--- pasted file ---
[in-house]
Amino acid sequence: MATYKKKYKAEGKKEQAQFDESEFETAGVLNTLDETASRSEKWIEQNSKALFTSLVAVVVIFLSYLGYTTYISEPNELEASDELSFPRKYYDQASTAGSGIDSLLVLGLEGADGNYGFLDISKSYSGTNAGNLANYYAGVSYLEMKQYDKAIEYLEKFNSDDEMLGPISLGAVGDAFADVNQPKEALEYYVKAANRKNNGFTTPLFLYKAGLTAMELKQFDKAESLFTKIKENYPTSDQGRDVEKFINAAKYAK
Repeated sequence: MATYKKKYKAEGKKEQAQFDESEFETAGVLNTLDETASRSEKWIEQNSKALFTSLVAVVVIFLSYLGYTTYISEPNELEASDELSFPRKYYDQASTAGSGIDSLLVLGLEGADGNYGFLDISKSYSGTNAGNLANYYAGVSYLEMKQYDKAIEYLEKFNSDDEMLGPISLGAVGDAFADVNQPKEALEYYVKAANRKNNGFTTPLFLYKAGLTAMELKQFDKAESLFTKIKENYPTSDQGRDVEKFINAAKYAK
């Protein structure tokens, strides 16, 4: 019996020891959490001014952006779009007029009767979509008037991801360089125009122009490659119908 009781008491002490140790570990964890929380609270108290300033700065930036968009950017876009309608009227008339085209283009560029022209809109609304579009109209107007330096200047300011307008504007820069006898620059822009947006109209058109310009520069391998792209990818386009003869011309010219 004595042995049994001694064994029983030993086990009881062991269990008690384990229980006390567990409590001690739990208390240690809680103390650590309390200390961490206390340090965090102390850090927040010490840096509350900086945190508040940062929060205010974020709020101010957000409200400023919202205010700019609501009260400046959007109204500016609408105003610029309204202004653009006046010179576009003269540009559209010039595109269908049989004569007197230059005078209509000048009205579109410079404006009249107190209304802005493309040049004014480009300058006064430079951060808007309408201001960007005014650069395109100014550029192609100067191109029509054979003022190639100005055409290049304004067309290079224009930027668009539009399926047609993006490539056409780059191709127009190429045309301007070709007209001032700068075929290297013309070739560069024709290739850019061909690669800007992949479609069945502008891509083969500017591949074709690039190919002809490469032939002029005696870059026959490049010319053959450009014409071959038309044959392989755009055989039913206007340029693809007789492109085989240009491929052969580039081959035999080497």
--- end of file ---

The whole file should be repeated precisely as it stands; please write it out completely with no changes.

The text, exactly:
[in-house]
Amino acid sequence: MATYKKKYKAEGKKEQAQFDESEFETAGVLNTLDETASRSEKWIEQNSKALFTSLVAVVVIFLSYLGYTTYISEPNELEASDELSFPRKYYDQASTAGSGIDSLLVLGLEGADGNYGFLDISKSYSGTNAGNLANYYAGVSYLEMKQYDKAIEYLEKFNSDDEMLGPISLGAVGDAFADVNQPKEALEYYVKAANRKNNGFTTPLFLYKAGLTAMELKQFDKAESLFTKIKENYPTSDQGRDVEKFINAAKYAK
Repeated sequence: MATYKKKYKAEGKKEQAQFDESEFETAGVLNTLDETASRSEKWIEQNSKALFTSLVAVVVIFLSYLGYTTYISEPNELEASDELSFPRKYYDQASTAGSGIDSLLVLGLEGADGNYGFLDISKSYSGTNAGNLANYYAGVSYLEMKQYDKAIEYLEKFNSDDEMLGPISLGAVGDAFADVNQPKEALEYYVKAANRKNNGFTTPLFLYKAGLTAMELKQFDKAESLFTKIKENYPTSDQGRDVEKFINAAKYAK
């Protein structure tokens, strides 16, 4: 019996020891959490001014952006779009007029009767979509008037991801360089125009122009490659119908 009781008491002490140790570990964890929380609270108290300033700065930036968009950017876009309608009227008339085209283009560029022209809109609304579009109209107007330096200047300011307008504007820069006898620059822009947006109209058109310009520069391998792209990818386009003869011309010219 004595042995049994001694064994029983030993086990009881062991269990008690384990229980006390567990409590001690739990208390240690809680103390650590309390200390961490206390340090965090102390850090927040010490840096509350900086945190508040940062929060205010974020709020101010957000409200400023919202205010700019609501009260400046959007109204500016609408105003610029309204202004653009006046010179576009003269540009559209010039595109269908049989004569007197230059005078209509000048009205579109410079404006009249107190209304802005493309040049004014480009300058006064430079951060808007309408201001960007005014650069395109100014550029192609100067191109029509054979003022190639100005055409290049304004067309290079224009930027668009539009399926047609993006490539056409780059191709127009190429045309301007070709007209001032700068075929290297013309070739560069024709290739850019061909690669800007992949479609069945502008891509083969500017591949074709690039190919002809490469032939002029005696870059026959490049010319053959450009014409071959038309044959392989755009055989039913206007340029693809007789492109085989240009491929052969580039081959035999080497």